We’ve heard it before, and a hundred times from the innocent mouths of babes: “But it’s MY money.” “I WANT that”… After the last lemon was successfully squeezed, and every quarter counted, the kids and money madness begins.

Personanl Baby Products -lemonade stand

As parents, we have the influence to shape our children not only with the idea of how to be young entrepreneurs, but also how the smart mindset that comes along with money.

As parents, we have the influence to shape our children not only with the idea of how to be young entrepreneurs, but also the smart mindset that goes along with money.

Starting kids young is the key to a healthy relationship with money. It is during childhood that we begin to become influenced by our parents attitudes toward money: is it we never have enough? Do we “just charge it?” Or, are we working two or more jobs because we have to earn more to afford what we think we need? The Joneses can be a financial firestorm.

I recall hearing a story about a now-grown young lady who spent every Saturday shopping with her mommy. Together, they’d bond over pretty dresses, leisurely lunches, an accessory indulgence here and there, or a little splurge on something sparkly. No matter what it was, the purchase routine was the same – mom would pull out a credit card and the 8-year old daughter would use “her” credit card to “buy” the treats. The child’s card was an expired card that her mom gave her to play with and just like mom, she kept hers housed safely in a sparkly pink wallet tucked in her doggie-shaped purse.

From this tender age, the mindset was planted that the money never ran out. Why? Because while the card was tangible, its value was intangible. Unlike cash, where we can see, feel and hold currency, a credit card gives us power without the immediate risk. When you have ten dollars in your wallet and spend ten dollars, you have no more money. Much like the post-holiday season bills that come mid-January, bad money habits will not just sneak up on you, but will hit you like the northeastern Blizzard of ’78. Not so with cash. I know I don’t have to expound on that idea too much.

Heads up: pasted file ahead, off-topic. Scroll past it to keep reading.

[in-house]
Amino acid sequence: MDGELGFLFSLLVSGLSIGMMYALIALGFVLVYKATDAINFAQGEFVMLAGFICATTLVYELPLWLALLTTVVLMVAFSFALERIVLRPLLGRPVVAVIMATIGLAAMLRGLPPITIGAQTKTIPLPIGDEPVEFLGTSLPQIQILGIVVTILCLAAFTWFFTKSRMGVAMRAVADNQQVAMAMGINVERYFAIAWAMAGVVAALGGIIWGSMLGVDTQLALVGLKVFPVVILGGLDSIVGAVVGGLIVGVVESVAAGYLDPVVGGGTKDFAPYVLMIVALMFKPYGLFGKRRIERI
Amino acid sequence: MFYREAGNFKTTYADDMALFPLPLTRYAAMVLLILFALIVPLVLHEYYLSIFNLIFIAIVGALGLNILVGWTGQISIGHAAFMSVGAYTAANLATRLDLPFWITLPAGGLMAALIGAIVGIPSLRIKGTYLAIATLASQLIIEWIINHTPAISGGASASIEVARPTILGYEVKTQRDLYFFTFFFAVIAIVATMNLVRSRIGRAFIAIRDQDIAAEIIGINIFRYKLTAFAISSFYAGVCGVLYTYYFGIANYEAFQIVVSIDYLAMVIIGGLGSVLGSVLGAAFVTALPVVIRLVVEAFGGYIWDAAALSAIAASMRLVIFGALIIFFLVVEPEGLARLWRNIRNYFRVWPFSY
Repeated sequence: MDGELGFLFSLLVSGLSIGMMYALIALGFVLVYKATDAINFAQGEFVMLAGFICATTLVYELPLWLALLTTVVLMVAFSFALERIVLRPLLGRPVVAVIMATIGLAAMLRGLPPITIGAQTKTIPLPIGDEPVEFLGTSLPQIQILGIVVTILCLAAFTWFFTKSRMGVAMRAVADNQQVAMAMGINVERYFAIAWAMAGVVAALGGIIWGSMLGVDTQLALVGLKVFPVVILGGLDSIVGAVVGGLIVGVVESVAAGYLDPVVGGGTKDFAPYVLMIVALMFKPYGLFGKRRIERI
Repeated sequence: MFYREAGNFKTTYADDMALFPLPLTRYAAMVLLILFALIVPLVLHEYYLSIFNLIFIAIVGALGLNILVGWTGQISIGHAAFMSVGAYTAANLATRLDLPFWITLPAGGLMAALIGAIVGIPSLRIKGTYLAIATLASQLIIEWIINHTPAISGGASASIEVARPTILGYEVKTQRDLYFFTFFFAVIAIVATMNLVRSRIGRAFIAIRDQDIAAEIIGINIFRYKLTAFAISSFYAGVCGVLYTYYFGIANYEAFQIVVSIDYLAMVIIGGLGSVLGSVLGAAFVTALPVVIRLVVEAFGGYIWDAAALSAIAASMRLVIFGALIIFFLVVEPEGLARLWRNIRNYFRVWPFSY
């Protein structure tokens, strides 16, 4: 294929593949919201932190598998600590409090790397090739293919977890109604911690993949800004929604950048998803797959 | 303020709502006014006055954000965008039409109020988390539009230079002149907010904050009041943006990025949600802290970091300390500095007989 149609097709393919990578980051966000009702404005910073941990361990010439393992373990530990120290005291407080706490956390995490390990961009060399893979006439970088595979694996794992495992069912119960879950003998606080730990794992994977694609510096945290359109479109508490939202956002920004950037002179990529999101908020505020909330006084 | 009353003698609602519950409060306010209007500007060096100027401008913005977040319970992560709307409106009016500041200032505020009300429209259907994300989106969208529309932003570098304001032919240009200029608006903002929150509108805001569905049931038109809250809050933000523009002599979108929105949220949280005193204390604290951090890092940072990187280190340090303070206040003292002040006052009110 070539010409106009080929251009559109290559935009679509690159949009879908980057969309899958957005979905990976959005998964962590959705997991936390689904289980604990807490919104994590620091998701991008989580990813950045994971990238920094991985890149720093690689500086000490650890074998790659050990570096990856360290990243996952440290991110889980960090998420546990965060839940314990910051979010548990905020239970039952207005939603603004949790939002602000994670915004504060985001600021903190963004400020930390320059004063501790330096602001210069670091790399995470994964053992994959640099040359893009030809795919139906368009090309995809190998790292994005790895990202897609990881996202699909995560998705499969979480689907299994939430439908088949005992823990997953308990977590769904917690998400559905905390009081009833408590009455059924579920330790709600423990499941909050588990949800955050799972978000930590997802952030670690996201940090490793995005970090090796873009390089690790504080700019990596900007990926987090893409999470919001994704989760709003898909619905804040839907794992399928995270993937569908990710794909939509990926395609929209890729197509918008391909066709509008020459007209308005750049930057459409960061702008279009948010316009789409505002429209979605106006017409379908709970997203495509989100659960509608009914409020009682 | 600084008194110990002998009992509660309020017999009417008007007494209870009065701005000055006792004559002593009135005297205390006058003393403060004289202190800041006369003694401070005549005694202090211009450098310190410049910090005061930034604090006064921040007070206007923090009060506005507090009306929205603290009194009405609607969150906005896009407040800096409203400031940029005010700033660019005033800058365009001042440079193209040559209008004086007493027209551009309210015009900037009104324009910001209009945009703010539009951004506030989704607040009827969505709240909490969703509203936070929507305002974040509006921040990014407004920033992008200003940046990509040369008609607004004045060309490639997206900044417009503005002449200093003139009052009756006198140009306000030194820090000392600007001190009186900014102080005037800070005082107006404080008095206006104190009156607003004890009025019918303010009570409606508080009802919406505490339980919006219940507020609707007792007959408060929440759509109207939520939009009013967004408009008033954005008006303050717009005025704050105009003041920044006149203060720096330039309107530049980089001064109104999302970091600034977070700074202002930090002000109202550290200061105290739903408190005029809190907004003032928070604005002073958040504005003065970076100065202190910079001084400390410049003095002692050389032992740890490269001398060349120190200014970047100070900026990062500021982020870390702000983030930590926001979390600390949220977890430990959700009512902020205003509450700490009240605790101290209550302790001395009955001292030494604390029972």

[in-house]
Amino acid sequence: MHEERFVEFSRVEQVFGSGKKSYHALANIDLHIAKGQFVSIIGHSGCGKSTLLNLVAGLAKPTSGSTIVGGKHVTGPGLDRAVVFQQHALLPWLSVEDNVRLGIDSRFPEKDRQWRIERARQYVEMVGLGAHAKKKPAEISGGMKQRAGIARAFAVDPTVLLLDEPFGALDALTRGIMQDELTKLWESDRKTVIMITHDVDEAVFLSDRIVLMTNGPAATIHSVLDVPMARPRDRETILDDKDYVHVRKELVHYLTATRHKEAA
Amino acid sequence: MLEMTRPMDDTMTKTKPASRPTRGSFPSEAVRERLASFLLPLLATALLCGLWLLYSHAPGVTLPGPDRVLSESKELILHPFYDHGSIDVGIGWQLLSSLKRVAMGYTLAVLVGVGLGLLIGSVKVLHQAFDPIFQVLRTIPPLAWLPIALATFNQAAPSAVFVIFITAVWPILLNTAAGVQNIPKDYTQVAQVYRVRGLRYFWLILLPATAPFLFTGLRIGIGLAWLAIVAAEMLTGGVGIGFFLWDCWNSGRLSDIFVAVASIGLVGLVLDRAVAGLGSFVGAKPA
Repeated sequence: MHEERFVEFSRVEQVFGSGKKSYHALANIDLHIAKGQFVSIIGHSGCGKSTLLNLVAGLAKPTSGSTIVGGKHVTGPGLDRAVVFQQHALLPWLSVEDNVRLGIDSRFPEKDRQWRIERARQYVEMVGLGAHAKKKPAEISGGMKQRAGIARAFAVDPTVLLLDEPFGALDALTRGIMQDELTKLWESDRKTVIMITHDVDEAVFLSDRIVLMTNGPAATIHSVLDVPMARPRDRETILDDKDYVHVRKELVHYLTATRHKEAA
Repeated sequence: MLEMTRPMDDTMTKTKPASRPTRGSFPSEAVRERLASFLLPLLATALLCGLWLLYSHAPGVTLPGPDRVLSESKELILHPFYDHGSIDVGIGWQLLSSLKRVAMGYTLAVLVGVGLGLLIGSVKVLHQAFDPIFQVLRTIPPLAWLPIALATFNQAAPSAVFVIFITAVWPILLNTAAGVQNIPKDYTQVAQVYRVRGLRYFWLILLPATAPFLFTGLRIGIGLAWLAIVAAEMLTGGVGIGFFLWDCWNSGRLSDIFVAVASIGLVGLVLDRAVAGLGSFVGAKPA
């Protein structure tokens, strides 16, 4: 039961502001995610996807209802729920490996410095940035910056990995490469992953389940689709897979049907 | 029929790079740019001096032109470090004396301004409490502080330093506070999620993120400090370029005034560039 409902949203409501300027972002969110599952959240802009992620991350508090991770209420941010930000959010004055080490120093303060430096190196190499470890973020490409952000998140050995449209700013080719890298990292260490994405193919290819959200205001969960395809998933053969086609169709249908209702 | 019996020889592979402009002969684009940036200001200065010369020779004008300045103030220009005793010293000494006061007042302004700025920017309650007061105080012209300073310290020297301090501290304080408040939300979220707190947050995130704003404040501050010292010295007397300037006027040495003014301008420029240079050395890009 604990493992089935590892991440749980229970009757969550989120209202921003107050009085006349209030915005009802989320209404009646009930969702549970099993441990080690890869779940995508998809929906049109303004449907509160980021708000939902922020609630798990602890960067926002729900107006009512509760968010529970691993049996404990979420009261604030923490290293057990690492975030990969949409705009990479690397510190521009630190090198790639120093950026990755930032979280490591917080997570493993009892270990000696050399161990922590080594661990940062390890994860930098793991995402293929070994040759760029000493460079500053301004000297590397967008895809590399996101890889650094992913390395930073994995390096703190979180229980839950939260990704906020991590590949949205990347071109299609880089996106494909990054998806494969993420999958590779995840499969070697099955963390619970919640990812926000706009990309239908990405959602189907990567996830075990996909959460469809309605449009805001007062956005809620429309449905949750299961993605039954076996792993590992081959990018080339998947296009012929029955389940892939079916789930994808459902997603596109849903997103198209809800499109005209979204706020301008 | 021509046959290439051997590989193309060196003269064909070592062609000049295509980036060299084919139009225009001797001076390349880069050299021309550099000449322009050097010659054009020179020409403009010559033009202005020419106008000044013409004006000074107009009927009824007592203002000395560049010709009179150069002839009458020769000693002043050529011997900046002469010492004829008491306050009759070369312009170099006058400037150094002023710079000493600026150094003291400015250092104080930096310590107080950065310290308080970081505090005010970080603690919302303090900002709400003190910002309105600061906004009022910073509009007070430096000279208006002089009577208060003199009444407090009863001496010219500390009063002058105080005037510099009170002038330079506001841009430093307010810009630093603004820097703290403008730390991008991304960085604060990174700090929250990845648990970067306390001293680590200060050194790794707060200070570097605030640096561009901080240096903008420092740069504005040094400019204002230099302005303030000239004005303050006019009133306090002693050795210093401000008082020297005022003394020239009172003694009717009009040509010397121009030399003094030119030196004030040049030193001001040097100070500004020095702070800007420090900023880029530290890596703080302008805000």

So, what can you do to help your child learn about the value of money and create financially fearless kids? Let’s back up to the lemonade stand. Your kid wants to make lemonade and make money. Where do you begin? You can simply break this down into steps:

Give Timmy $10.
Go to the grocery store so he can buy lemons, sugar and plastic cups. Timmy will see that from the starting point of $10, he probably has about $4 left in his pocket. He needs to make six dollars just to cover the cost he spent on supplies. Sounds so simple, but when kids are part of the process, they learn to value the dollar. This, as opposed to just picking up the supplies without for him, he will soon see that it costs money to make money.

Next, let’s presume Timmy has sold out of lemonade for the day and after recovering his investment of $6, he ‘made’ $25. What will he do with the extra $19? If he’s like most kids, he will want to spend it all on the much-anticipated new toy. Or perhaps he wants to buy ice cream. This is where your influence comes in– before lemonade stand day even takes place.

Temptations and Influences
A commercial comes on during a Saturday morning cartoon and suddenly a loud and distinct “I WANT THAT” echoes from the living room. Yes, commercials for toys are in full swing, tempting and baiting young minds, screaming “buy me, buy me now!” Your child is hooked and relentless. What can you do?

Having a tangible wish list on the side of refrigerator is helpful so the child can easily add their “wanted” toy to the list. Then, when they have earned the money from chores or allowance or, saved from birthdays and holidays, they can then have a focused rather than impulsive purchase. This has helped in our house many, many times.

Related read: Helping Your Kids Set Smart Goals

When my child had enough money in the kitty for that “special” purchase, she was able to recall how hard she worked to earn the money and, how disciplined she was to not spend the money on a whim. She planned, saved, then purchased what she really wanted. And, when she did make that purchase, she now had a connection that extended beyond just ‘getting’ something.

As you can see, how we approach money directly influences our children. Starting young or, if we’ve not been the best Suze Orman’s in our own lives, we can certainly help our kids begin a road to financial prosperity. There are a number of great bloggers, websites and programs geared toward kids and teaching them financial strategies. I like Money Savvy Generation; it is full of great articles, tips, techniques and lessons.

Related blogs and websites:

Another great initiative is the FETCH! Program, held each fall nationwide. If your child’s school doesn’t have this program on its radar, it’s worth a call to explore.

Do you have a financial story or money-saving solution? Send us a note, we would love to hear from you and possibly share your story. Contact us through the link below.

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